Emerging Majority Affairs Committee

History

The Emerging Majority Affairs Committee (EMAC) has evolved from what was formerly known as the Minority Affairs Committee. The new name was adopted to reflect changing demographics in the United States—a transformation that is acknowledged on a national level.

The U.S. Census projects that by the year 2015, non-Hispanic whites will represent 65.5 percent of the population and decrease thereafter by approximately 2 percent annually. Comparatively, the 1990 U.S. Census reported non-Hispanic whites as representing 75.7 percent of the population.

According to the 2000 Census, non-Hispanic blacks and Hispanic/Latinos reflect 12.3 and 12.5 percent, respectively, of the U.S. population. While a 1 percent decline is expected among non-Hispanic blacks by 2015 (approximately 11 to 12 percent in 2015), the greatest population growth will be seen among individuals of Latin descent. They are a heterogeneous group of individuals who identify as black, Indigenous/Native and white, and it is anticipated that by 2025 this group will represent 20 percent  of the U.S. population.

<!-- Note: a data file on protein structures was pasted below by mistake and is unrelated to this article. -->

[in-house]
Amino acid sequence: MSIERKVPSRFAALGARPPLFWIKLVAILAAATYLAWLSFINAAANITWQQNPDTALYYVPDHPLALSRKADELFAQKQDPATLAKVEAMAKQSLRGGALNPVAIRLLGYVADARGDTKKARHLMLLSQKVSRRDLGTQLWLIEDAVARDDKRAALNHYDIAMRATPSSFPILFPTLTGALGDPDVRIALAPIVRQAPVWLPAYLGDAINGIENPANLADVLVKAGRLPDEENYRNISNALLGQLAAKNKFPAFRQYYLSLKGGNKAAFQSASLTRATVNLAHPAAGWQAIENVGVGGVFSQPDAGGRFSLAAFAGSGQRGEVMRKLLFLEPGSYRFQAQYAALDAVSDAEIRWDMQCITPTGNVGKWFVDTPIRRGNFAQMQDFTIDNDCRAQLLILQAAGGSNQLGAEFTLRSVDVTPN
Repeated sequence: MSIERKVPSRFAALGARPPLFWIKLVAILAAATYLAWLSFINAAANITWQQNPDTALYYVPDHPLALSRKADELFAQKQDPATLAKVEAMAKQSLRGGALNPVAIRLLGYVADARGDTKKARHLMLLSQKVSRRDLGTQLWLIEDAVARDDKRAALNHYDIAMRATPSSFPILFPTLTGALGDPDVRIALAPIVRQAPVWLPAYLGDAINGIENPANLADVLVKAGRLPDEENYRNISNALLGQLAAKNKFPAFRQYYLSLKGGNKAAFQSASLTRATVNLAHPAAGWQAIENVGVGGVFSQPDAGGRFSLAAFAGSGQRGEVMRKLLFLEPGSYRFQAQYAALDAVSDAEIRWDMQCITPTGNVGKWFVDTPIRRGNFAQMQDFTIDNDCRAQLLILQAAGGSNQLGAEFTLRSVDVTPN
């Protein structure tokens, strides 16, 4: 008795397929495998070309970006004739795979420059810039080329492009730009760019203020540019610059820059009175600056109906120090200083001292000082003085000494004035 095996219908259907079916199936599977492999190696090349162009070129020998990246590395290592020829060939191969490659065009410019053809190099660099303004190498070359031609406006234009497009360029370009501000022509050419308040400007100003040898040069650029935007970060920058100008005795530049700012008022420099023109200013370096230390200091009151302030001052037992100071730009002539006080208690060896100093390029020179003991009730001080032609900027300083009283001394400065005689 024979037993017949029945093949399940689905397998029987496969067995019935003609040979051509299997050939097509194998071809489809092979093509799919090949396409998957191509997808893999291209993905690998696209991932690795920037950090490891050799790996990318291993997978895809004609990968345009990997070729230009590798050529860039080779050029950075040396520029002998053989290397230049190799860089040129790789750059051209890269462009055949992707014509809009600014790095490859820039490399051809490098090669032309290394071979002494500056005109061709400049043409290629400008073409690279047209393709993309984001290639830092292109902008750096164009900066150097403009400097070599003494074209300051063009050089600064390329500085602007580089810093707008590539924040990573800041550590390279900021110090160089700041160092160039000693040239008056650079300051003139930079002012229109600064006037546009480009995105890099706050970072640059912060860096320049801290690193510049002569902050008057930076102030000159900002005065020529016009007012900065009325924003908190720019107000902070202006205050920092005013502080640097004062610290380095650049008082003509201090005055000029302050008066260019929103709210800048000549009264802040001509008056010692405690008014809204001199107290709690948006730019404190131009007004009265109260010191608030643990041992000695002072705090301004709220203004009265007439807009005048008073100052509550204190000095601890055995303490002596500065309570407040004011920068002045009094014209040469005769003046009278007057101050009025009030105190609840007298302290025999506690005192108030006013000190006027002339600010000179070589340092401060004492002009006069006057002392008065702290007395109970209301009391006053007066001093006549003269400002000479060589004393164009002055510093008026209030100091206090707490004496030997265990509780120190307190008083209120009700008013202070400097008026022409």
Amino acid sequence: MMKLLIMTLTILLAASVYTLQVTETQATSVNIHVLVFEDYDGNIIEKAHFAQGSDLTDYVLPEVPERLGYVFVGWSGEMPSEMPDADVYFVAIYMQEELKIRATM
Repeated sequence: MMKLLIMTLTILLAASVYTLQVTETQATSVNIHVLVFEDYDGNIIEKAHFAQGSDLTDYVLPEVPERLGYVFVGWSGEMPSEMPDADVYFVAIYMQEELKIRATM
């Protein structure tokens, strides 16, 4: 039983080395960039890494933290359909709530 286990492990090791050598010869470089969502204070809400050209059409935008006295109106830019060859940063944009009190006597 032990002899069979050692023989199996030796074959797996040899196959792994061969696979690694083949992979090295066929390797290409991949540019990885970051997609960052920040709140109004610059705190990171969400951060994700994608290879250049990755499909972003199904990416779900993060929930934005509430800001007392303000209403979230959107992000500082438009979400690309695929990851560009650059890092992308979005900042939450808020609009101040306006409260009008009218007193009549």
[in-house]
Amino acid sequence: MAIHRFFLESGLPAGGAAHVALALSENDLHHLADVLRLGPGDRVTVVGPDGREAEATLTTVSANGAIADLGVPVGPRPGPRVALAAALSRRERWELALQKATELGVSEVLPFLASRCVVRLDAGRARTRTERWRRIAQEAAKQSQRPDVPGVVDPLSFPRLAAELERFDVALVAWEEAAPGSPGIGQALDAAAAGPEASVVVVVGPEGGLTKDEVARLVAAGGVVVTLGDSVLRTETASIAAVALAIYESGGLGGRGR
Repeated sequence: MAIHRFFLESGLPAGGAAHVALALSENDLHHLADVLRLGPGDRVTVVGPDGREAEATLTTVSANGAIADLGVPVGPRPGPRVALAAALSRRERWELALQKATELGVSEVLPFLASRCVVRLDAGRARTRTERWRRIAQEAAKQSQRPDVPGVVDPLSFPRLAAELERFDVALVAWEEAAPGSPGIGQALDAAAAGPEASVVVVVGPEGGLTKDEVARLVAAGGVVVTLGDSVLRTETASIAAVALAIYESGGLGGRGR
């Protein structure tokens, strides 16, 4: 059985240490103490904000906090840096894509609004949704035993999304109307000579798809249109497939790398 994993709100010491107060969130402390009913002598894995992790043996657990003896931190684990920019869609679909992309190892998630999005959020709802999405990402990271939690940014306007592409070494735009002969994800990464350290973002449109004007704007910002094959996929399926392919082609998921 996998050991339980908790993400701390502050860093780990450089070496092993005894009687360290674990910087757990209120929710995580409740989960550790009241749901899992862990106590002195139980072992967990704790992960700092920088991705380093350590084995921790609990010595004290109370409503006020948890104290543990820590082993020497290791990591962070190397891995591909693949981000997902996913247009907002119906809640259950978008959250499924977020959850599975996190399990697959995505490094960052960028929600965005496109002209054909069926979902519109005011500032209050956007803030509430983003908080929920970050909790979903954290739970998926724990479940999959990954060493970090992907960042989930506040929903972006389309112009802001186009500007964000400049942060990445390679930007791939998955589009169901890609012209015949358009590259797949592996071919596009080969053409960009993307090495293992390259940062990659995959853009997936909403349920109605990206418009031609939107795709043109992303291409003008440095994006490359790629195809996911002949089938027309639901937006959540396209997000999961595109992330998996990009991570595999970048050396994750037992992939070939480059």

Objectives

EMAC strives to meet its goal by pursuing the following activities:

  • Addressing YSPH issues that impact the interest, performance and/or impression of underrepresented students of color
  • Raising funds for the Creed/Patton/Steele and Anderson Alumni Scholarship Funds;
  • Participating in YSPH regional recruitment activities
  • Participating in activities geared towards recruiting a diverse student body in consultation with the YSPH Admissions Office
  • Assisting with faculty recruitment by circulating faculty vacancy announcements to the EMAC network
  • Promoting a sense of unity among students, alumni and members of EMAC

The objectives of EMAC will be met through the work of the Executive Committee and separate subcommittees.